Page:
Yes they do have moving parts but they are very robust simple time tested designs. You can expect decades of use from them.The coal-trol is a computerized thermostat that increases the efficiency of the stove, it has no moving parts. ;) Concerns about break downs even with minimal care is really not part of the equation.

BIG BEAM
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Post Sun. May. 11, 2008 12:15 pm

I guess my question is how much work is it to maintain a stoker and is it just a yearly thing or more often.I know with my hot blast(I know stop laughing) all I do is shake the hell out of it, pitch in 2 buckets of coal set the air for how cold it is and your set for 12 hours.I do clean the smoke pipe every mo. just to be safe.
DON

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LsFarm
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Post Sun. May. 11, 2008 12:39 pm

If your neighbor gets anykind of direct vent or powervent, instead of installing a chimney, there WILL be maintenance.. The maintenace of the powervent and the flue pipe are critical to safety. The stoker unit will last for years even if ignored.. They appear to be complicated but in fact are quite simple however I certainly recommend cleaning/vacuuming it once a year.

If your neighbor is expecting a 'flip a switch' heating appliance then tell him to keep using oil or gas. Coal does require daily work. At the very least top up the hopper and empty the ashpan.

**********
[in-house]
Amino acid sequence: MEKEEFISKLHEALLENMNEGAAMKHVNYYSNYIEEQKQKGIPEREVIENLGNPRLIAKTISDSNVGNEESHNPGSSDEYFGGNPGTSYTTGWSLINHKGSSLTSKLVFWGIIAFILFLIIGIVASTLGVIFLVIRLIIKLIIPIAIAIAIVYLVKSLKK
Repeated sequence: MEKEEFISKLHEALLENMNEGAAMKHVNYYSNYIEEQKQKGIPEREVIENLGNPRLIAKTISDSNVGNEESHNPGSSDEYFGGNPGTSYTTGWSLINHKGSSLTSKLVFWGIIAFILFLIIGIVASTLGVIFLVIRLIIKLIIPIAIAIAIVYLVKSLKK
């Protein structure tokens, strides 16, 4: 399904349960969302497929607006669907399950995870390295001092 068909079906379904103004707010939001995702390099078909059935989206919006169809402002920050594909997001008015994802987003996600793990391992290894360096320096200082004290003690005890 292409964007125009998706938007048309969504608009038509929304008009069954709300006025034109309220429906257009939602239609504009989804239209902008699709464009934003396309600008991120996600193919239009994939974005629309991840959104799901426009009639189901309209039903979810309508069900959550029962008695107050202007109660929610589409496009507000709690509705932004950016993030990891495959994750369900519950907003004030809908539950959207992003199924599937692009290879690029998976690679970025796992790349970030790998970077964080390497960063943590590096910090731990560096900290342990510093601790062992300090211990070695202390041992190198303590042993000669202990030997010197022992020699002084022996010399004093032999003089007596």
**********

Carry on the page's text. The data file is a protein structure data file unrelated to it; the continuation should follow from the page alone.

I wouldn't steer him away from the stokers,, In fact I agree with the above statements, a LL Pioneer with coaltrol, once set up will be the closest to 'flip a switch' heat available from coal [in a stove, not a boiler].

A coal burning appliance is like a pet that needs food and water, and a walk twice a day !!

Greg L

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Richard S.
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Post Sun. May. 11, 2008 12:45 pm

Depends on the model, with a large furnace like a efm or one like my Van-Wert you only have to do it once a year. You still have to do the basics like cleaning out the pipes. In addition a couple drops of oil on the motors and in my case the chain. Check the transmission oil... realistically about an extra half hour at the most. I'm not recommending anyone go that long, ours is set up perfect so fly ash is no problem.

The smaller stokers require more maintenance because they have less tolerances for fly-ash build up and again it varies by model and other things.

What will wear out is motors, drive belts if any, water pumps but that's to be expected.

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BIG BEAM
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Post Sun. May. 11, 2008 1:22 pm

I have to plede ignorance to stokers and if it were my house I would learn what has to be done to maintain the unit and do it.But in this situation I think he will be calling me to adjust and clean things and I don't want to spend my weekends doing that.